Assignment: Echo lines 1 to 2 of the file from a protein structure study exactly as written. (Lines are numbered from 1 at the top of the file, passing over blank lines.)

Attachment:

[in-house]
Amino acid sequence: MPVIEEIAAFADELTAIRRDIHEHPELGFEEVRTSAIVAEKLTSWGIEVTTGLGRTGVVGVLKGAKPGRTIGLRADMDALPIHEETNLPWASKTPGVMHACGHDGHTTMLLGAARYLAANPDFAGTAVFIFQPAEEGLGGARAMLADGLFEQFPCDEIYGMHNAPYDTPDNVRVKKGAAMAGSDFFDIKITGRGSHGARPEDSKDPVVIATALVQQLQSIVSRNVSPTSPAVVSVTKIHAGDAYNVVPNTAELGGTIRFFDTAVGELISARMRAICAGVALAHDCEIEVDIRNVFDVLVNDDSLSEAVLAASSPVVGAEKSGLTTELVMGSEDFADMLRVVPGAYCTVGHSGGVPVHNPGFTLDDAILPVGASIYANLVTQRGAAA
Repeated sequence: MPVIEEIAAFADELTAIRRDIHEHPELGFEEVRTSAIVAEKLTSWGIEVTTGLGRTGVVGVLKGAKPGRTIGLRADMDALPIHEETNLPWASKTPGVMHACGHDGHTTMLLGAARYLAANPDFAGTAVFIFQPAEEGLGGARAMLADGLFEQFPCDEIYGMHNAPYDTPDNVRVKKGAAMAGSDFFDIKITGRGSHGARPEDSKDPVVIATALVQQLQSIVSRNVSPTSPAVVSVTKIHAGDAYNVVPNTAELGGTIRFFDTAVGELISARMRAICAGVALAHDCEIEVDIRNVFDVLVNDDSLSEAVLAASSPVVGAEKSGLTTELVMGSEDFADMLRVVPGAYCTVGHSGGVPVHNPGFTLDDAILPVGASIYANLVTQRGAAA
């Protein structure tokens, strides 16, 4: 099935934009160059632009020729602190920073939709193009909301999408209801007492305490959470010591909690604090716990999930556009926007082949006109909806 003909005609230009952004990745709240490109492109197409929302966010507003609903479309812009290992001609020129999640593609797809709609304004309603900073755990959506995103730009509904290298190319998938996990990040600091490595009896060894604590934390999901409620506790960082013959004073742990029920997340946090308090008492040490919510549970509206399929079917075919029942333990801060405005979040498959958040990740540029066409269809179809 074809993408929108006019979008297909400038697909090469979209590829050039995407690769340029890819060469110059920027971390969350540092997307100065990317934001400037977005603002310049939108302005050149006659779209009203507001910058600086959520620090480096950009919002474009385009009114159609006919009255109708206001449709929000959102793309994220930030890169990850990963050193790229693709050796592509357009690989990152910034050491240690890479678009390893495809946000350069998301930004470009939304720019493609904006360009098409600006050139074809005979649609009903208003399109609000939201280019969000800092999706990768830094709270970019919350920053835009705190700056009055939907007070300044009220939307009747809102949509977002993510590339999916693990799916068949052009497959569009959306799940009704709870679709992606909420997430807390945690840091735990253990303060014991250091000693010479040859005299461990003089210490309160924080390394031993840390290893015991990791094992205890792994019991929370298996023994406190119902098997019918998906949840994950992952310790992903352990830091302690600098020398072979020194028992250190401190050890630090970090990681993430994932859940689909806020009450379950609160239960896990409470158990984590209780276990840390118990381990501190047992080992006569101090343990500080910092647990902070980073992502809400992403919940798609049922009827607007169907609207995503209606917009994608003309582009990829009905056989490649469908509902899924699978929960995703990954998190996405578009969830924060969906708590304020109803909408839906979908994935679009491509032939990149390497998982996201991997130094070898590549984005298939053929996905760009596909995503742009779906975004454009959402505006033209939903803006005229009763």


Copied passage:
[in-house]
Amino acid sequence: MPVIEEIAAFADELTAIRRDIHEHPELGFEEVRTSAIVAEKLTSWGIEVTTGLGRTGVVGVLKGAKPGRTIGLRADMDALPIHEETNLPWASKTPGVMHACGHDGHTTMLLGAARYLAANPDFAGTAVFIFQPAEEGLGGARAMLADGLFEQFPCDEIYGMHNAPYDTPDNVRVKKGAAMAGSDFFDIKITGRGSHGARPEDSKDPVVIATALVQQLQSIVSRNVSPTSPAVVSVTKIHAGDAYNVVPNTAELGGTIRFFDTAVGELISARMRAICAGVALAHDCEIEVDIRNVFDVLVNDDSLSEAVLAASSPVVGAEKSGLTTELVMGSEDFADMLRVVPGAYCTVGHSGGVPVHNPGFTLDDAILPVGASIYANLVTQRGAAA